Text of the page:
Welcome to Jennie Magiera's Technology in Education Blog:

Redefining the (digital) Classroom

Saturday, July 30, 2011

Reflecting on my iPad Grant Thus Far... A Story of Celebrating Failure

If you have been a regular reader of this blog, it is clear that this year's 1-to-1 iPad grant has revolutionized teaching and learning for myself and my students. From standardized test scores to portfolio student work and testimonials, I have buckets and buckets of "data" to demonstrate that - when integrated effectively and with the right mindset - iPads can transform a classroom into a magical, collaborative, yet still individualized learning environment.

So, the most popular question I am repeatedly asked is, "What made your iPad integration successful?" For the sake of efficiency, I thought I'd share my answer here.

The simple answer to this question is:
It wasn't successful. 
Well, not at first.


This is the story I always tell folks: It is the week before the 2010-2011 school year is to begin. I'm about to go to sleep when I hear my phone's email alert go off. After checking my messages, I immediately begin to cry uncontrollably. Looking over my shoulder, Husband sees that my school has won an iPad grant. He wraps his arms around me and says, "Oh Jennie, that's so sweet... you're so happy that you're crying." I shake my head and blow my nose loudly. "No," I sob, "I'm not crying because I'm happy. I'm crying because now I actually have to do all that stuff we wrote about in the grant."

And so the year began. The iPads arrived two days before the students, marking the first time I'd ever touched one of these devices. I told myself, "Well, how hard can this be? I'm getting free technology. These little doohickeys will probably engage the kids simply by being 'cool.' I can't mess this up. No problem."

Mmm hmm... Famous last thoughts. The next two months were a hot mess. Not much progress being seen from my class. A lot more crying (me, not the kids). Poor Husband suffering the terrible wrath of Teacher-Wife gone mad. Around the end of September I knew that I needed to regroup and reevaluate. So I took a step back and did some serious reflecting.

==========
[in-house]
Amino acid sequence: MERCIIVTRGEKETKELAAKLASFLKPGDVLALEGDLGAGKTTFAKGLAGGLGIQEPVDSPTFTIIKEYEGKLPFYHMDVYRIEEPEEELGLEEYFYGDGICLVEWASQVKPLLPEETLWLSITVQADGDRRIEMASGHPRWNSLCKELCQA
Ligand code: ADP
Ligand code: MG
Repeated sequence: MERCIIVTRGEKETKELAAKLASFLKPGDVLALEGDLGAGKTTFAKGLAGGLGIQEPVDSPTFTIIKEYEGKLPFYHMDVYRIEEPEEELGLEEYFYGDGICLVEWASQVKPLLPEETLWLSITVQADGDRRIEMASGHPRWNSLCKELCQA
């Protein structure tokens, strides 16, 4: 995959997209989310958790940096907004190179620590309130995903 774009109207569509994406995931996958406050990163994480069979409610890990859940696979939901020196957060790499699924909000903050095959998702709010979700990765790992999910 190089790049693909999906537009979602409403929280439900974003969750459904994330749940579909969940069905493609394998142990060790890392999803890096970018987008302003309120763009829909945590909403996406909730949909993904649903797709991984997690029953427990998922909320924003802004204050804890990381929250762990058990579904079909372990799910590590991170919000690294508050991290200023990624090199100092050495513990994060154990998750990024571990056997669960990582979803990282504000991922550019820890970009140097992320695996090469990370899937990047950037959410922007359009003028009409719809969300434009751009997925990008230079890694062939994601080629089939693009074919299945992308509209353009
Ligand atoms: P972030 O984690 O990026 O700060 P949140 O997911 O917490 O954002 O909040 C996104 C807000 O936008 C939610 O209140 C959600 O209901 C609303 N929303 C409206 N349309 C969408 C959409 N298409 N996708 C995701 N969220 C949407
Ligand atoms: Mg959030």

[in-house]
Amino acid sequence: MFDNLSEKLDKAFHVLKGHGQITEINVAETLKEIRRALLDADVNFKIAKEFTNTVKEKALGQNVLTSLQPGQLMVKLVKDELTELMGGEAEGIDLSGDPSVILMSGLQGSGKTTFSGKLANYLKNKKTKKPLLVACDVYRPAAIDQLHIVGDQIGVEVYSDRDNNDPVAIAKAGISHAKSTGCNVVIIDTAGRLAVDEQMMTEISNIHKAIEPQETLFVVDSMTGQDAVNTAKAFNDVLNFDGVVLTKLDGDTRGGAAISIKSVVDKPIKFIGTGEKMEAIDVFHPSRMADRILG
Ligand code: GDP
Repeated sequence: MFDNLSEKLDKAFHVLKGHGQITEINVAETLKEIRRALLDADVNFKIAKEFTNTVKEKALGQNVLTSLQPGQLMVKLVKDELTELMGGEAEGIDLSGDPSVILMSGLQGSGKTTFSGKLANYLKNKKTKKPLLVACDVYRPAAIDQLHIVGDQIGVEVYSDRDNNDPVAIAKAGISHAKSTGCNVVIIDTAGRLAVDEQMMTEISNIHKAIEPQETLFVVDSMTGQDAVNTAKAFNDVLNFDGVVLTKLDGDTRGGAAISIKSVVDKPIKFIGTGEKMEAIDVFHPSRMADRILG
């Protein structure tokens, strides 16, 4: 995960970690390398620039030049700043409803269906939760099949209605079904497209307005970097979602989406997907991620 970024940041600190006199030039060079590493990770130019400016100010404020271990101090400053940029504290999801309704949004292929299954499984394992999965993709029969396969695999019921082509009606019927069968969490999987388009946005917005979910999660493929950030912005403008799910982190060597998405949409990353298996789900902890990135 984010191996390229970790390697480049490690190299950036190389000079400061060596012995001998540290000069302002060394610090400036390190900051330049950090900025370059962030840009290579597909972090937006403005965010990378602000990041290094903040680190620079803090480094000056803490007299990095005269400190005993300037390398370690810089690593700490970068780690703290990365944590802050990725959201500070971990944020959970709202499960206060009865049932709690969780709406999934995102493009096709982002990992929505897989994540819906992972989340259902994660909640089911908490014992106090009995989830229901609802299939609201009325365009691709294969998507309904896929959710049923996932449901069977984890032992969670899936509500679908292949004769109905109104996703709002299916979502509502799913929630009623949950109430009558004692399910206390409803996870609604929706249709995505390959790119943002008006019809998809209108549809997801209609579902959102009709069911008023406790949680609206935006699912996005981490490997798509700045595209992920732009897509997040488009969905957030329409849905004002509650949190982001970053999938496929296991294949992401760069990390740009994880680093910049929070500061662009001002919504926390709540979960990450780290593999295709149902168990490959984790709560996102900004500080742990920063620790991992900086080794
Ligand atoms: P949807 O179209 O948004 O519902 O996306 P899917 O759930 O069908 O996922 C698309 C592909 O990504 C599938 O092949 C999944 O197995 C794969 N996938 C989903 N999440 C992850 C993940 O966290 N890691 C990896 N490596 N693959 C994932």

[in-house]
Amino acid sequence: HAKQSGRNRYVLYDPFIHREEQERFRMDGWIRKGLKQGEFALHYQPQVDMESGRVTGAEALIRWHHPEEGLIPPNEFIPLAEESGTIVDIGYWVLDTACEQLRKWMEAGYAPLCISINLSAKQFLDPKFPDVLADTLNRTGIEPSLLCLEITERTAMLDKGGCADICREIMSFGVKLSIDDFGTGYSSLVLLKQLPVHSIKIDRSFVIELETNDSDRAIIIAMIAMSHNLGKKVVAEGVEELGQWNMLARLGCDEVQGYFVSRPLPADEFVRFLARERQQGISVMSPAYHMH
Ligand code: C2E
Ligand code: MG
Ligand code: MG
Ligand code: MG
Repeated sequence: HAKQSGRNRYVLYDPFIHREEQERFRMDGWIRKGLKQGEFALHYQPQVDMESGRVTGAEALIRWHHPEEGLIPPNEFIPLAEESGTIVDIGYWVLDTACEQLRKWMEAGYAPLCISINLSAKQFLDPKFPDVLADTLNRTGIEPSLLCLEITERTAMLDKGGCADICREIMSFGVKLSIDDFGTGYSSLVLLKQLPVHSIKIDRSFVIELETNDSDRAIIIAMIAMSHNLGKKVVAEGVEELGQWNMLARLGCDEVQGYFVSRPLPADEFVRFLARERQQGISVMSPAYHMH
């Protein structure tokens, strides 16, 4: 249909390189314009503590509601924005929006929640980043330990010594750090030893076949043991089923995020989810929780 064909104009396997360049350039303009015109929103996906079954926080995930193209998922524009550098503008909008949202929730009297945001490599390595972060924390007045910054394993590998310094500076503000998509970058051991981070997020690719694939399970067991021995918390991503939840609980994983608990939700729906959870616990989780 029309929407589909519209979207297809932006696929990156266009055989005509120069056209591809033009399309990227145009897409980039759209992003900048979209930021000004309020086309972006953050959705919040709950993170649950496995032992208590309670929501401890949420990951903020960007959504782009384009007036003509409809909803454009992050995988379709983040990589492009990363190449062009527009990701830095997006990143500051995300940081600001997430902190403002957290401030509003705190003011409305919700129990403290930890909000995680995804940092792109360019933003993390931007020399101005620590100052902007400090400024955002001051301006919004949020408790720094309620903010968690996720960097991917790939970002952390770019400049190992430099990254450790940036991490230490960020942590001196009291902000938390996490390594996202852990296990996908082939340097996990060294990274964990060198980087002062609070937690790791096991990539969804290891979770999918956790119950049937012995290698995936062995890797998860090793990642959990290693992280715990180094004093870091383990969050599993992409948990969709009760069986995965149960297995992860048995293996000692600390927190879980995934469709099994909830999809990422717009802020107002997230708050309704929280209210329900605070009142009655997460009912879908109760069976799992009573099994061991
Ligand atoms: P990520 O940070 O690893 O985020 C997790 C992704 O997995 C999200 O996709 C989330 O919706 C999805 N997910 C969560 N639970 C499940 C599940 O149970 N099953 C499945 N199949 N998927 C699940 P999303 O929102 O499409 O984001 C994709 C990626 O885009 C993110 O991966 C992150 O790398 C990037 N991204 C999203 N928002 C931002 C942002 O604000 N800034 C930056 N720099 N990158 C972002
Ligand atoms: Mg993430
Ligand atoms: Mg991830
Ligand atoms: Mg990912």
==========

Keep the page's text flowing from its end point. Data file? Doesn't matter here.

What had I been doing so far with this technology?
- iPad Games Apps instead of Everyday Math Games
- Typing notes on iPads instead of on paper
- Worksheet Apps instead of Everyday Math journal pages / math boxes
- Using the iPad as a slate instead of the dry erase boards
- Using the iPad to surf the Internet
- In short... things were going... okay. Nothing to write home about. Not what I would consider "worthy" of a $20,000 grant.

Clearly it was time for a revolution.

I began to realize that the problem was my attitude and understanding of how the iPads should be utilized in the classroom. I saw the iPads as a supplement to my pre-existing curriculum; something I could just tack on to what I thought I was already doing well. I was spending most of my time hunting for content apps that fit what I had always done. This was simply the wrong way to look at technology. If I hoped to truly revolutionize and rebuild my classroom, I had to be willing to do some demolition work first.

I started by mentally "trashing" my understandings of how a classroom operates and what I had "always done" or "always taught." I then started over with a few Utopian goals in mind. If I could magically conjure an ideal classroom, what would I ask for? Though I could name countless desires, I settled on three main goals:

- Increased differentiation
- Robust, efficient assessment
- Increased student access to teachers

Next, I considered: can the iPads address any of these ideas? I was surprised to find that iPads not only address all three, they address them all quite well.

I then redesigned my classroom, instruction and pedagogy around my three goals with iPads as the infrastructure. I began to create interactive video mini lessons to increase both differentiation and student access to teachers. I utilized Google Forms, e-Clicker and Edmodo to not only create a faster feedback loop for assessment (allowing for same-day differentiated groupings based on exit tickets), but also allowing me to tailor assessment questions to individual students. Through technology based reflections, mood check-ins and student-teacher blogging, I was able to make each student feel more connected to the adults in my classroom, thereby increasing student trust and making each child feel more "heard" throughout the day.